10 Components That Successfully Abolished Hierarchy (In 70+ Companies)

lisagill
Written by in Transformations

I recently flew to Lisbon to participate in a two-day talk and workshop led by Pablo Aretxabala and Jabi Salcedo fromK2K Emocionado. K2K has successfully transformed 70 organisations (many of them industrial companies) in the Basque Country from traditional hierarchies to flourishing, self-managing organisations.

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Sketch by Andy de Vale.

That they have successfully transformed and improved results (profitability, productivity, absenteeism, salaries) in so many companies with such consistency piqued my interest. So how do they do it?

People who believe in people

At the core of their approach is the former CEO’s concept of “nuevo estilo de relaciones” or “new relationship styles.” K2K supports companies — usually for a period of three years — to radically change their organisational structure, eliminating managers, controls, and privileges, and implementing transparency, shared responsibility, and profit-sharing. Before they even start the process, employees have to choose it. As Jabi says: “Do nothing unless you have asked people first and involved them…” (you can learn more about that in this previous Corporate Rebels post).

This company has successfully transformed 70 organisations from traditional hierarchies to flourishing, self-managing organisations.

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There are 10 essential components of the K2K method of transformation. The government approached them at one point and said, “You’ve transformed nearly 70 organisations in the Basque Country and we have 22,000. Could you do some more? Maybe if you took out some of the more radical steps, more companies would be interested?” The team went back and had meetings for several days to explore if this was possible. In the end, they decided that each of these 10 components was important — without all 10, you simply won’t get the benefits. So here they are:

1. Total transparency

Trust is a key factor and so one of the first steps is to open up all information and create accessible financial reports for everyone. K2K helps the company set up monthly and quarterly meetings to inform and train people about how to understand the financial information.

2. No hierarchy

K2K spends two months interviewing people in the company and analysing its current form and what people want, after which they call a General Assembly and present the new, proposed structure. They eliminate the whole middle management layer, but never layoff anyone (more on that in a moment).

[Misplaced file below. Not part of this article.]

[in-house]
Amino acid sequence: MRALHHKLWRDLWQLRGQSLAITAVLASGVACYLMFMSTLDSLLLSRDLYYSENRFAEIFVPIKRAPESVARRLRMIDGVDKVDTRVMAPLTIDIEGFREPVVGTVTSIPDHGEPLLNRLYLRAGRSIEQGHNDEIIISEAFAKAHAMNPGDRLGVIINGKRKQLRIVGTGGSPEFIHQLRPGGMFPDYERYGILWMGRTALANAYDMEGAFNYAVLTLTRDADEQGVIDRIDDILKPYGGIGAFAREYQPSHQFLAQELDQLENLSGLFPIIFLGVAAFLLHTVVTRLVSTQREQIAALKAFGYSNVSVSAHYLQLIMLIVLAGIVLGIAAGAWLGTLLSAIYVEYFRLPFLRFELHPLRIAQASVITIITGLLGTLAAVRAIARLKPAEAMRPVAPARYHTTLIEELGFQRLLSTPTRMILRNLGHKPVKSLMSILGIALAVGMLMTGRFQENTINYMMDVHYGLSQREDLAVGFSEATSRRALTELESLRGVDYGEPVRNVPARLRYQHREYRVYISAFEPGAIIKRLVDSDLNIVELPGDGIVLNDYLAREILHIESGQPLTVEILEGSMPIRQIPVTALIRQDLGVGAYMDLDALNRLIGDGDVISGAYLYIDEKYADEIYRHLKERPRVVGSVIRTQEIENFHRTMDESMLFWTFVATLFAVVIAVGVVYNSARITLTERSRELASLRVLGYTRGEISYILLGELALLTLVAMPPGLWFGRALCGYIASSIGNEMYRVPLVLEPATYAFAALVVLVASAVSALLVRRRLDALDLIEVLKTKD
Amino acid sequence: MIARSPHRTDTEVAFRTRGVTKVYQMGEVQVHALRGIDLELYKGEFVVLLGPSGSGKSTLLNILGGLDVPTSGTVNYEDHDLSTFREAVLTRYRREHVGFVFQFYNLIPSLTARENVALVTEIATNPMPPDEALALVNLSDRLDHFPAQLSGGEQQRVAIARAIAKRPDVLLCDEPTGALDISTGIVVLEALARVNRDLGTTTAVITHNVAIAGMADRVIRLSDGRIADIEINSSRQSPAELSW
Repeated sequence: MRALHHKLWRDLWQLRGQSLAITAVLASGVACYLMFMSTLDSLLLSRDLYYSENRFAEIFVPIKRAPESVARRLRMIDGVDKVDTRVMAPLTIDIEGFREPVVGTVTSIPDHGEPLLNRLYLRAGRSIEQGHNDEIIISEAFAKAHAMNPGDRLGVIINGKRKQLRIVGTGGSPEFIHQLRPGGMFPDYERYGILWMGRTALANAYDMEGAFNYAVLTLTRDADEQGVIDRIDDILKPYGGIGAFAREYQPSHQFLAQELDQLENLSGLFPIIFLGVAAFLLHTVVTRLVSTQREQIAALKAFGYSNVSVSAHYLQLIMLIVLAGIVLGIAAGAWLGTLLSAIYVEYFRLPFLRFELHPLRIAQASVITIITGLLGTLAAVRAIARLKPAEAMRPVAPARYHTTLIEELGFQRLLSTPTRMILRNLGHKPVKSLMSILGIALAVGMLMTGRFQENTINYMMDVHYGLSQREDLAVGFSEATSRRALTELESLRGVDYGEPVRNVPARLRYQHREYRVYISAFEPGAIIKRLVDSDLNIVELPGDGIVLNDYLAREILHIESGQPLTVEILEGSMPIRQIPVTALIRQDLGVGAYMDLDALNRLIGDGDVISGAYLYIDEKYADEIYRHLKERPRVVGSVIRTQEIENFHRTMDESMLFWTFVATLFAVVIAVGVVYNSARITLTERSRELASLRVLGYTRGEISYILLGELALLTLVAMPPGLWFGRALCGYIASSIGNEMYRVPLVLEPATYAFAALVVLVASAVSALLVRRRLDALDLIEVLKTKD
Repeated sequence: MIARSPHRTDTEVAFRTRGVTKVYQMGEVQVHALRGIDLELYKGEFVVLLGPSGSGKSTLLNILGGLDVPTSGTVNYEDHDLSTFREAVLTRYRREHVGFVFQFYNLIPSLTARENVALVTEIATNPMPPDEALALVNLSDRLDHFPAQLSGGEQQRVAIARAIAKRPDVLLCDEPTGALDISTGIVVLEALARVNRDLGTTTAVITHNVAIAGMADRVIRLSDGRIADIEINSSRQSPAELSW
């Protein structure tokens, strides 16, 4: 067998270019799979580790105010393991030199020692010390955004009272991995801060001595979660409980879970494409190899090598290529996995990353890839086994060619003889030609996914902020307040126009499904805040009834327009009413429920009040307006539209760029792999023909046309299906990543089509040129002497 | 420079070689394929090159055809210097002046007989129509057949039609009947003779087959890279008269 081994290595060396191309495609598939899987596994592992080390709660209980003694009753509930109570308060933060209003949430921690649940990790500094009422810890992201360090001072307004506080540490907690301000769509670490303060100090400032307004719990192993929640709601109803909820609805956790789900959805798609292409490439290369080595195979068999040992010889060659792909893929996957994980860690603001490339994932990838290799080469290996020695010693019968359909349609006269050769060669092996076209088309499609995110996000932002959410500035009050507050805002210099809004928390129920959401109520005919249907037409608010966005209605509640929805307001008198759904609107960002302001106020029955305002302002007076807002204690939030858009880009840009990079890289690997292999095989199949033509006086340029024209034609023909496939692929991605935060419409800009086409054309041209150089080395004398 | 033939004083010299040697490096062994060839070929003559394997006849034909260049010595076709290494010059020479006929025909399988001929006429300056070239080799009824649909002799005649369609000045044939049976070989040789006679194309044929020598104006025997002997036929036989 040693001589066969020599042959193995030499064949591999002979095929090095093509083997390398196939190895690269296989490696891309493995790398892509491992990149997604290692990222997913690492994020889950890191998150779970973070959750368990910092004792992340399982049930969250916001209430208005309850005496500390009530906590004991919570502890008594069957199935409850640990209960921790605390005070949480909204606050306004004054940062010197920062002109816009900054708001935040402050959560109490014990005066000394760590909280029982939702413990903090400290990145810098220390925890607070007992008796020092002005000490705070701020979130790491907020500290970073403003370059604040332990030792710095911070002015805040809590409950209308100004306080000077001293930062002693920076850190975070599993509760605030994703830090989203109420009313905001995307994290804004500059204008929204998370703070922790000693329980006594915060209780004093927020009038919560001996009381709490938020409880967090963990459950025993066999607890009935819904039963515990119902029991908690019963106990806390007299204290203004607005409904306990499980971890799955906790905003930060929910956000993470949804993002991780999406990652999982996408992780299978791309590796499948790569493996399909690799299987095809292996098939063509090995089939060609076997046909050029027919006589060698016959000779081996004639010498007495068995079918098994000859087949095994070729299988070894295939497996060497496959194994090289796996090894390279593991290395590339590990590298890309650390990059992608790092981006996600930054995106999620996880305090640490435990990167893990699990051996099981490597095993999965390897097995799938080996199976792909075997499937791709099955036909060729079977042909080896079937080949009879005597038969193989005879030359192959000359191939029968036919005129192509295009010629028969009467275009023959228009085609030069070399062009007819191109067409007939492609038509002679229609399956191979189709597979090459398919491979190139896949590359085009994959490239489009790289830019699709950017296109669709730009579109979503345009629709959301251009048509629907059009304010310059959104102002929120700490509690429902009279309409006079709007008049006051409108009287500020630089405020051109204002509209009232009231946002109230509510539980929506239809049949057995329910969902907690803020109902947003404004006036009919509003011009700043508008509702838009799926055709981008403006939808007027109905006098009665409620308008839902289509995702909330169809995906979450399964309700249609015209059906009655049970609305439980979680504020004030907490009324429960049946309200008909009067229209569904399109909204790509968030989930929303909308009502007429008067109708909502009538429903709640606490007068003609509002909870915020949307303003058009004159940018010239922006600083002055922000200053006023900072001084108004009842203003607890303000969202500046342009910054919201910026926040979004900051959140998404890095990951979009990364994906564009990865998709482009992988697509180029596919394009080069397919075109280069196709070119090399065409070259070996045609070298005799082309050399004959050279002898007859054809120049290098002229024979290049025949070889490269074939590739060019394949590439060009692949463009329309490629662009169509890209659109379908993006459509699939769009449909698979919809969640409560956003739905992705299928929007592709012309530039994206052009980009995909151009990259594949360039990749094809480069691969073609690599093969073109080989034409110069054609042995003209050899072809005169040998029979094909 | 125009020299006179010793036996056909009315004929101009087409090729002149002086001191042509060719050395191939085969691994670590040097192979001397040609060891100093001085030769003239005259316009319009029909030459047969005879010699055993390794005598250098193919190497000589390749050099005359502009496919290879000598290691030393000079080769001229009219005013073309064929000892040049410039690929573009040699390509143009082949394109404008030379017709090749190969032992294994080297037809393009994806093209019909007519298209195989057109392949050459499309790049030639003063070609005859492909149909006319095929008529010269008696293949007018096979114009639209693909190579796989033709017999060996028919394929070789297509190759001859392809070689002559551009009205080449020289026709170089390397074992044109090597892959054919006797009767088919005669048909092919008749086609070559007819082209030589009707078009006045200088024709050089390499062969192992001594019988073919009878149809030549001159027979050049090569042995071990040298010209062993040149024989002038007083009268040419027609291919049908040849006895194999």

The CEO becomes General Coordinator and no longer has decision-making power over anyone. Instead, they now devote their time to caring for people and making their work easier. Jabi joked that one company they worked with had 70 people and nine levels of hierarchy and even more salary levels — and they wondered why people didn’t work as a team!

3. Self-managing teams

Companies give K2K the authority to propose the team structure (rather than create it themselves) because they have lots of experience and expertise in doing this. Decision-making is established as a shared responsibility and every decision involves the people who are impacted. To streamline this, they create a Pilot Team which contains a representative of every team and has monthly meetings.

Teams also have Commitment Meetings every two to three weeks to discuss commitments against team objectives. Each team elects a ‘leader’ as a representative, however they have no power or extra salary. This person serves for only one or two years because after that, Jabi says, “people start to be a boss.” Teams can share this role across two or more people, and replace the leader at any time.

4. No privileges

From day one, all privileges are eliminated: closed offices, executive dining rooms, reserved parking spaces, any bonuses or incentives for individuals’ performance, and no special access to information.

5. A fair salary balance

When K2K reveals the new organisational structure to the team, they also share the new salary levels. Overtime pay is scrapped and the lowest salaries are lifted to minimise the gap between salaries. Nobody’s salaries are lowered (for example the former middle managers), however one rule is that the highest earning 10% can earn no more than 2.3 times the salary of the lowest earning 10%. On occasion, this has resulted in an agreement that the CEO lower their salary.

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6. No controls

In factories, the clocking in and out system vanishes. “We move by goals and commitments, not by hours,” explained Pablo. The team is in charge of resolving any instances of inappropriate behaviour when they occur. It’s also essential that people are allowed to make mistakes. In the first six months, it is almost always total chaos and frustration. But what first-time manager hasn’t made mistakes? Making mistakes is key to learning and must not be punished or discouraged. As Pablo put it: “Sometimes you succeed, sometimes you learn.”

7. Measure and track everything

The measuring and tracking here isn’t to control, but so that teams have real-time information about how they are doing. The K2K approach also involves measuring teams only, and never individuals.

8. Shared decision-making

To begin with, K2K helps facilitate decision-making discussions as it’s very new for teams to be making decisions without a boss. To know if they’re making a good decision, K2K suggests people ask four questions:

  • Will it be better than before? (Think long-term)
  • Can we explain it to everyone? (Is it transparent or not?)
  • Has everyone who’ll be affected by the decision and who has relevant, important knowledge been involved or consulted?